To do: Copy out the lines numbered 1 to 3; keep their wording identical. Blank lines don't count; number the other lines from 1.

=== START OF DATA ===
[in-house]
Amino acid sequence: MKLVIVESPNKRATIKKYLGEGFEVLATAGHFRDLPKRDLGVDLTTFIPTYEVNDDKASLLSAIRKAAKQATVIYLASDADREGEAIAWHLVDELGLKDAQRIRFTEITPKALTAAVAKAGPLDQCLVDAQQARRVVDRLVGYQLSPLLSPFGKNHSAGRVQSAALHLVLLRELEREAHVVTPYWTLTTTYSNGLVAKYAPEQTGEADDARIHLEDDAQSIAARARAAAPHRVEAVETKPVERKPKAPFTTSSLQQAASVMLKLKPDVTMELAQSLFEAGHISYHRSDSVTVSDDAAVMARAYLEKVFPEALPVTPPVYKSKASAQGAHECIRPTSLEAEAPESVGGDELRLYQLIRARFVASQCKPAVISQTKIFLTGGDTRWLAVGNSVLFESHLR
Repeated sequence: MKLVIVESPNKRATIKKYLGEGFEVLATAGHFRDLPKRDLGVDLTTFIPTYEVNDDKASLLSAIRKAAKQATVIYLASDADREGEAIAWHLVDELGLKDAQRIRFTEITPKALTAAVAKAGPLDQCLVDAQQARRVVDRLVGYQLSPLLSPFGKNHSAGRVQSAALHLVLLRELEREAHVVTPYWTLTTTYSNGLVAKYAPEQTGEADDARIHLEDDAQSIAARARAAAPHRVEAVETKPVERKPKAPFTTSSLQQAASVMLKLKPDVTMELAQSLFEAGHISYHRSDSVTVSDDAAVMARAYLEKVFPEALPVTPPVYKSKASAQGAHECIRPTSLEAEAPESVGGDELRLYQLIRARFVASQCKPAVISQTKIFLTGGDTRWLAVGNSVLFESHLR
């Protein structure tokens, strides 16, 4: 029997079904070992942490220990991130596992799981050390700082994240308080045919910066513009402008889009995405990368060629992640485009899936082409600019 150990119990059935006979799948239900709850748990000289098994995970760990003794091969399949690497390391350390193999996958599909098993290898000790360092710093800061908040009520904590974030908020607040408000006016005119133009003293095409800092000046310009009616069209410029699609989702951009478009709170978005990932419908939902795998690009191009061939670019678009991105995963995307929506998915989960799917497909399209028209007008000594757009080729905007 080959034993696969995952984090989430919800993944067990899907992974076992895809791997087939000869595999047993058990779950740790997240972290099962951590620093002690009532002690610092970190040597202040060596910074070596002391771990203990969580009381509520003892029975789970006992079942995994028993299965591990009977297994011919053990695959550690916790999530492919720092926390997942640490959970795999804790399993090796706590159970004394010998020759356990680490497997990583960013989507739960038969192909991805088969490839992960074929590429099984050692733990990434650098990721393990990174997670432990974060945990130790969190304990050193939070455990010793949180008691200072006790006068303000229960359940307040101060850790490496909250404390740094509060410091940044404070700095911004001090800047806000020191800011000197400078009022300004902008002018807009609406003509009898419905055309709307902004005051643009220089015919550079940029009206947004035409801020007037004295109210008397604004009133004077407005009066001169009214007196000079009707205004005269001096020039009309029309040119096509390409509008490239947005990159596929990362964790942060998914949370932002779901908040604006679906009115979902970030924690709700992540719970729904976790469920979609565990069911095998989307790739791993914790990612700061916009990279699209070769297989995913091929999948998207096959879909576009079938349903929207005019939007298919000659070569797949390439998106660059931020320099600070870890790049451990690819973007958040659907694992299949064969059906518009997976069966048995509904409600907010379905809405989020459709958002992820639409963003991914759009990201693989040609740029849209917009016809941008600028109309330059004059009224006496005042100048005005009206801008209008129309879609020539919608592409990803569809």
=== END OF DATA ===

[in-house]
Amino acid sequence: MKLVIVESPNKRATIKKYLGEGFEVLATAGHFRDLPKRDLGVDLTTFIPTYEVNDDKASLLSAIRKAAKQATVIYLASDADREGEAIAWHLVDELGLKDAQRIRFTEITPKALTAAVAKAGPLDQCLVDAQQARRVVDRLVGYQLSPLLSPFGKNHSAGRVQSAALHLVLLRELEREAHVVTPYWTLTTTYSNGLVAKYAPEQTGEADDARIHLEDDAQSIAARARAAAPHRVEAVETKPVERKPKAPFTTSSLQQAASVMLKLKPDVTMELAQSLFEAGHISYHRSDSVTVSDDAAVMARAYLEKVFPEALPVTPPVYKSKASAQGAHECIRPTSLEAEAPESVGGDELRLYQLIRARFVASQCKPAVISQTKIFLTGGDTRWLAVGNSVLFESHLR
Repeated sequence: MKLVIVESPNKRATIKKYLGEGFEVLATAGHFRDLPKRDLGVDLTTFIPTYEVNDDKASLLSAIRKAAKQATVIYLASDADREGEAIAWHLVDELGLKDAQRIRFTEITPKALTAAVAKAGPLDQCLVDAQQARRVVDRLVGYQLSPLLSPFGKNHSAGRVQSAALHLVLLRELEREAHVVTPYWTLTTTYSNGLVAKYAPEQTGEADDARIHLEDDAQSIAARARAAAPHRVEAVETKPVERKPKAPFTTSSLQQAASVMLKLKPDVTMELAQSLFEAGHISYHRSDSVTVSDDAAVMARAYLEKVFPEALPVTPPVYKSKASAQGAHECIRPTSLEAEAPESVGGDELRLYQLIRARFVASQCKPAVISQTKIFLTGGDTRWLAVGNSVLFESHLR